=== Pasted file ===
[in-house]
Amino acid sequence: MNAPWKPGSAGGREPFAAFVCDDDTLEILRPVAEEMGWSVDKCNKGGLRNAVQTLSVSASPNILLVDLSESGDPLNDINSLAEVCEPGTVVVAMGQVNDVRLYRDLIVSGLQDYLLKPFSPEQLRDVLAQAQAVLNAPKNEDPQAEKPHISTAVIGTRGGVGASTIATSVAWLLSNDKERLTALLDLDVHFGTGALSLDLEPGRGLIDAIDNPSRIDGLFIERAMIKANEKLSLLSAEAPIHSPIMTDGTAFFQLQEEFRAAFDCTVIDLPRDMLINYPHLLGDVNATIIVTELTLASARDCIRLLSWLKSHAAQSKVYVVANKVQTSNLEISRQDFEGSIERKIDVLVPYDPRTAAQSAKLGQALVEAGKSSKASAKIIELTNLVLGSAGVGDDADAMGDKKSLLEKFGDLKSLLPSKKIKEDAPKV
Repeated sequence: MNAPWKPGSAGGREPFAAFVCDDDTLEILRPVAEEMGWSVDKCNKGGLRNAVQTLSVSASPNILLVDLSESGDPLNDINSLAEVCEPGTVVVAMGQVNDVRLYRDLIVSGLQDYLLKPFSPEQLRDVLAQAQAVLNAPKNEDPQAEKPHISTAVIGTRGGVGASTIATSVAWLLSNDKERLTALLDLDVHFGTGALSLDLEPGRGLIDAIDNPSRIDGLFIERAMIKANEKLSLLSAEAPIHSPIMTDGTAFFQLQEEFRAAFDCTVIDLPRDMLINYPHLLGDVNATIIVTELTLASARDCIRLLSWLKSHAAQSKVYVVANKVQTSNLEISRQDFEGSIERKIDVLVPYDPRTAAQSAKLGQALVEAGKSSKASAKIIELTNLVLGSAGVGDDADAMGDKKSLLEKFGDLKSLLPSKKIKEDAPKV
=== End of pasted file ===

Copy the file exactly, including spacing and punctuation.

[in-house]
Amino acid sequence: MNAPWKPGSAGGREPFAAFVCDDDTLEILRPVAEEMGWSVDKCNKGGLRNAVQTLSVSASPNILLVDLSESGDPLNDINSLAEVCEPGTVVVAMGQVNDVRLYRDLIVSGLQDYLLKPFSPEQLRDVLAQAQAVLNAPKNEDPQAEKPHISTAVIGTRGGVGASTIATSVAWLLSNDKERLTALLDLDVHFGTGALSLDLEPGRGLIDAIDNPSRIDGLFIERAMIKANEKLSLLSAEAPIHSPIMTDGTAFFQLQEEFRAAFDCTVIDLPRDMLINYPHLLGDVNATIIVTELTLASARDCIRLLSWLKSHAAQSKVYVVANKVQTSNLEISRQDFEGSIERKIDVLVPYDPRTAAQSAKLGQALVEAGKSSKASAKIIELTNLVLGSAGVGDDADAMGDKKSLLEKFGDLKSLLPSKKIKEDAPKV
Repeated sequence: MNAPWKPGSAGGREPFAAFVCDDDTLEILRPVAEEMGWSVDKCNKGGLRNAVQTLSVSASPNILLVDLSESGDPLNDINSLAEVCEPGTVVVAMGQVNDVRLYRDLIVSGLQDYLLKPFSPEQLRDVLAQAQAVLNAPKNEDPQAEKPHISTAVIGTRGGVGASTIATSVAWLLSNDKERLTALLDLDVHFGTGALSLDLEPGRGLIDAIDNPSRIDGLFIERAMIKANEKLSLLSAEAPIHSPIMTDGTAFFQLQEEFRAAFDCTVIDLPRDMLINYPHLLGDVNATIIVTELTLASARDCIRLLSWLKSHAAQSKVYVVANKVQTSNLEISRQDFEGSIERKIDVLVPYDPRTAAQSAKLGQALVEAGKSSKASAKIIELTNLVLGSAGVGDDADAMGDKKSLLEKFGDLKSLLPSKKIKEDAPKV